Although the past few months have brough economic data that hints at recovery, one important statistic hasn't improved: housing prices. The Standard & Poors/Case-Shiller index of property values report of 20 U.S. cities released yesterday shows that national housing prices have dropped to their lowest levels since 2002. “It is hard to get entirely enthusiastic about the recovery when housing prices are still falling,” said Mark Zandi, the chief economist at Moody’s Analytics. In December, the index decreased by 4 percent from a year earlier, and Detroit was the only city to see an increase from 2010.
The biggest reasons housing prices continue to drop despite the tax credits and bank incentives offered by the Obama administration are oversupply and expected foreclosures. However, home resales are climbing—up 2 percent in January—and this may be a sign that housing values could rebound soon. As Karl E. Case, a co-creator of the index, points out, “There are some bright spots."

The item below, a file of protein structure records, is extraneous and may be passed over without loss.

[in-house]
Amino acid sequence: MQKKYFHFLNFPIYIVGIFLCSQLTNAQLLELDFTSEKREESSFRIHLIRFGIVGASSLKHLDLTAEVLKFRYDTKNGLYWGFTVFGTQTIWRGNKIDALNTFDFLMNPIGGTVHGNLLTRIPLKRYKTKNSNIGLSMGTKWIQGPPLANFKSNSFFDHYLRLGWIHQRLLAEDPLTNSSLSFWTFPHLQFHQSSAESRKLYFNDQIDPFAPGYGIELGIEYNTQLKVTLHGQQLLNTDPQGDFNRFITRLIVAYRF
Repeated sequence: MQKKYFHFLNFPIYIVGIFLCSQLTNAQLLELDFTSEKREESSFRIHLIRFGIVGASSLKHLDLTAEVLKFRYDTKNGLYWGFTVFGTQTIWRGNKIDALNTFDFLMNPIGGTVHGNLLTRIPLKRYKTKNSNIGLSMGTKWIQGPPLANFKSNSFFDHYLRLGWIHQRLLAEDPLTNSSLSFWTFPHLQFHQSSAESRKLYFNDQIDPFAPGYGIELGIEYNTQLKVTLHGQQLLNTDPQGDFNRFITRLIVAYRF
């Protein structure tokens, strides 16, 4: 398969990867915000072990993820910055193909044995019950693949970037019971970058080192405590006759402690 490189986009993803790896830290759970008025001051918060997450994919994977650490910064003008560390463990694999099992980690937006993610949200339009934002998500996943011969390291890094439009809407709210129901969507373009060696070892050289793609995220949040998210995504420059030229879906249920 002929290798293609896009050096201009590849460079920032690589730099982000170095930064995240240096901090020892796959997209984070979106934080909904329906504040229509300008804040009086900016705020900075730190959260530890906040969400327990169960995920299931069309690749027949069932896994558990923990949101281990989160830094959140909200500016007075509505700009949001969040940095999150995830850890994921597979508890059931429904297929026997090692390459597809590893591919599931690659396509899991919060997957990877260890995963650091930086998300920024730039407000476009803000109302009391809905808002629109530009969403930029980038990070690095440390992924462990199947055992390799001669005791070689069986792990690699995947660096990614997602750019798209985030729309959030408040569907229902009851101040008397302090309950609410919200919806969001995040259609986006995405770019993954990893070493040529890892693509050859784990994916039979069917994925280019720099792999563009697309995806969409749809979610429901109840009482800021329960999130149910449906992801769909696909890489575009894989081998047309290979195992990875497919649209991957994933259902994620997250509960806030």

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Even Washington, DC, which has been one of the more resilient cities during the housing crisis, has been on the downturn the past few months. Since December 2010, housing prices have gone down 0.4 percent in the capital, compared to 0.5 percent nationally.
Reason to Get Out of Bed in the Morning
It's Leap Day! By the time the next one of these rolls around, we'll be in a whole new presidential election cycle. Get excited.
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